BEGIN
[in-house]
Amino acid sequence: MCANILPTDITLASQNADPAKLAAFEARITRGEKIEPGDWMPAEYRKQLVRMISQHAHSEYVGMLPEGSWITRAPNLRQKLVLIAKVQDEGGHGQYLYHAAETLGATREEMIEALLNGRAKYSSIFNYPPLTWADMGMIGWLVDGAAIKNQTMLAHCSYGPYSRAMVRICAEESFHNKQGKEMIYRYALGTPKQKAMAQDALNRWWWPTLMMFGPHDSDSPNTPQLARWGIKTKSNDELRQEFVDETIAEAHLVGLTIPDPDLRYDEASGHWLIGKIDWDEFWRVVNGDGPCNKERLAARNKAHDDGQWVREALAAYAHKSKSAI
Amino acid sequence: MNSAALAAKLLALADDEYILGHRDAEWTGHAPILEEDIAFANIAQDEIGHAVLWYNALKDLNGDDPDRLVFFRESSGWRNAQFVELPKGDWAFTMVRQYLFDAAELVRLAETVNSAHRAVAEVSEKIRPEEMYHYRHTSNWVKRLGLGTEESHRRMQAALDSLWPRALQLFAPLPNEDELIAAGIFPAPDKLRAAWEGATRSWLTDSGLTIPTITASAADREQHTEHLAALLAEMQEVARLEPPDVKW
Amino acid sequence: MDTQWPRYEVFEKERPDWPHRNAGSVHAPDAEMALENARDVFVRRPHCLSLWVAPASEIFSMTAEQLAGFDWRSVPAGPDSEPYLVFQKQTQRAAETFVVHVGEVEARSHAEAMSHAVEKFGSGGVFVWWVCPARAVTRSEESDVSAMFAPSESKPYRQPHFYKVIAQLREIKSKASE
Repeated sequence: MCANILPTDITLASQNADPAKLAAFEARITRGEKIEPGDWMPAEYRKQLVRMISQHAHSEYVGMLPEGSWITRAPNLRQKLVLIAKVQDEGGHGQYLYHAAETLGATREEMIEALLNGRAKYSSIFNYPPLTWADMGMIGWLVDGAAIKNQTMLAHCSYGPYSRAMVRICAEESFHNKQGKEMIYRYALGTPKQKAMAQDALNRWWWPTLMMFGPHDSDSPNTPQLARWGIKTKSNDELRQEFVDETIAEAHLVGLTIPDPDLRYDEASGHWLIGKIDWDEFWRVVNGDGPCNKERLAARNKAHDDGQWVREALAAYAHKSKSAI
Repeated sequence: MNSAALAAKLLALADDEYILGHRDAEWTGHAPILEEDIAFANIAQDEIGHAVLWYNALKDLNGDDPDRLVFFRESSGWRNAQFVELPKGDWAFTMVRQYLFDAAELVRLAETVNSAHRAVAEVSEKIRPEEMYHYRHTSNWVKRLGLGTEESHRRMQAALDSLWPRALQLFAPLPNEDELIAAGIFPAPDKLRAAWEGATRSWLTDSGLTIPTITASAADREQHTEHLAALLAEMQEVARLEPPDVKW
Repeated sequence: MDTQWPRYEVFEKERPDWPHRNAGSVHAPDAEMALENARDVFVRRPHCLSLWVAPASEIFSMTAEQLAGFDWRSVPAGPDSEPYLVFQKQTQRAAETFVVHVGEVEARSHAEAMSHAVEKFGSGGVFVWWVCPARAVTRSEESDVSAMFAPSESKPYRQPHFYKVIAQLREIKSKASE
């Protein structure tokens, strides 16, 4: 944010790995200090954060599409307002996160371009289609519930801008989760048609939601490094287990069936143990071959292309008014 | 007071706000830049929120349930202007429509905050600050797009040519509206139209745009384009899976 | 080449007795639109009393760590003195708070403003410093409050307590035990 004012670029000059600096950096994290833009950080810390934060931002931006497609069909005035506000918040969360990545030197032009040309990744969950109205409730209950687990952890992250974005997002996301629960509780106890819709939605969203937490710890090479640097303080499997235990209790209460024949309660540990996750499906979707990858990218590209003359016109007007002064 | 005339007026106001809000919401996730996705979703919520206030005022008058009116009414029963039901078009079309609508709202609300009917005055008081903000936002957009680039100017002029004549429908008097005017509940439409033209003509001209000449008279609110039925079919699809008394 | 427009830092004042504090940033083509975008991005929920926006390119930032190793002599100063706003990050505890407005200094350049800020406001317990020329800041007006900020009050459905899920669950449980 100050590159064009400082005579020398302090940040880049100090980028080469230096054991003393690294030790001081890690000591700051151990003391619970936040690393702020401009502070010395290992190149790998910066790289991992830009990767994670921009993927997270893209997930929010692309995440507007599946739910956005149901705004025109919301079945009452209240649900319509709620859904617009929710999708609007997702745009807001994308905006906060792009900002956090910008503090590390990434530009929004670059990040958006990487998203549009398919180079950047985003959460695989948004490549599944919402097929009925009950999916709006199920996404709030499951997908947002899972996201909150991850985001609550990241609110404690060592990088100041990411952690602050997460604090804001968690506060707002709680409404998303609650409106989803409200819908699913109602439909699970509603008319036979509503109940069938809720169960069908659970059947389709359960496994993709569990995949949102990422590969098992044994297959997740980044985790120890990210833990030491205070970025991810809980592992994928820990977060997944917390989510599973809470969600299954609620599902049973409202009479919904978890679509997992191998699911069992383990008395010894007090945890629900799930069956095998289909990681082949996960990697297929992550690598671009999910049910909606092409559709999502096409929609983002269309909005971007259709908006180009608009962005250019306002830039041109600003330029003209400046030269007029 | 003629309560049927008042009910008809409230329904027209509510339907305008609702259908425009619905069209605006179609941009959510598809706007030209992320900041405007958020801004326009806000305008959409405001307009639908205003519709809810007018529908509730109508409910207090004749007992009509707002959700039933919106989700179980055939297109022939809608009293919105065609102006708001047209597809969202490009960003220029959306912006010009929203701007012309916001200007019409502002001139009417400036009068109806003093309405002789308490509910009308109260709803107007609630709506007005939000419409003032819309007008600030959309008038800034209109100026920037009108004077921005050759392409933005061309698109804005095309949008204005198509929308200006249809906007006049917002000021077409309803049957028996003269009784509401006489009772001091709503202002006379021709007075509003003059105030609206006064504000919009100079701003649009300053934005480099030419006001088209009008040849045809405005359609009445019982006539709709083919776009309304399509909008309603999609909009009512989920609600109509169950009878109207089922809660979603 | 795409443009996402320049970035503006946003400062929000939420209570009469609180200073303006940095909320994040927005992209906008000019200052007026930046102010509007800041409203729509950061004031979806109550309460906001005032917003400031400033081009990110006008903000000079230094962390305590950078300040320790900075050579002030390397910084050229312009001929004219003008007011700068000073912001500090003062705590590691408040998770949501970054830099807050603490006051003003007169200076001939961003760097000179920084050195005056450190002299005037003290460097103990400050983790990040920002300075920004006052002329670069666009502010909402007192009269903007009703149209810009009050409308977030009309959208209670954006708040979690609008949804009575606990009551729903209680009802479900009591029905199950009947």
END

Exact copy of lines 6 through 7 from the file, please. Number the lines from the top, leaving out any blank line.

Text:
Repeated sequence: MNSAALAAKLLALADDEYILGHRDAEWTGHAPILEEDIAFANIAQDEIGHAVLWYNALKDLNGDDPDRLVFFRESSGWRNAQFVELPKGDWAFTMVRQYLFDAAELVRLAETVNSAHRAVAEVSEKIRPEEMYHYRHTSNWVKRLGLGTEESHRRMQAALDSLWPRALQLFAPLPNEDELIAAGIFPAPDKLRAAWEGATRSWLTDSGLTIPTITASAADREQHTEHLAALLAEMQEVARLEPPDVKW
Repeated sequence: MDTQWPRYEVFEKERPDWPHRNAGSVHAPDAEMALENARDVFVRRPHCLSLWVAPASEIFSMTAEQLAGFDWRSVPAGPDSEPYLVFQKQTQRAAETFVVHVGEVEARSHAEAMSHAVEKFGSGGVFVWWVCPARAVTRSEESDVSAMFAPSESKPYRQPHFYKVIAQLREIKSKASE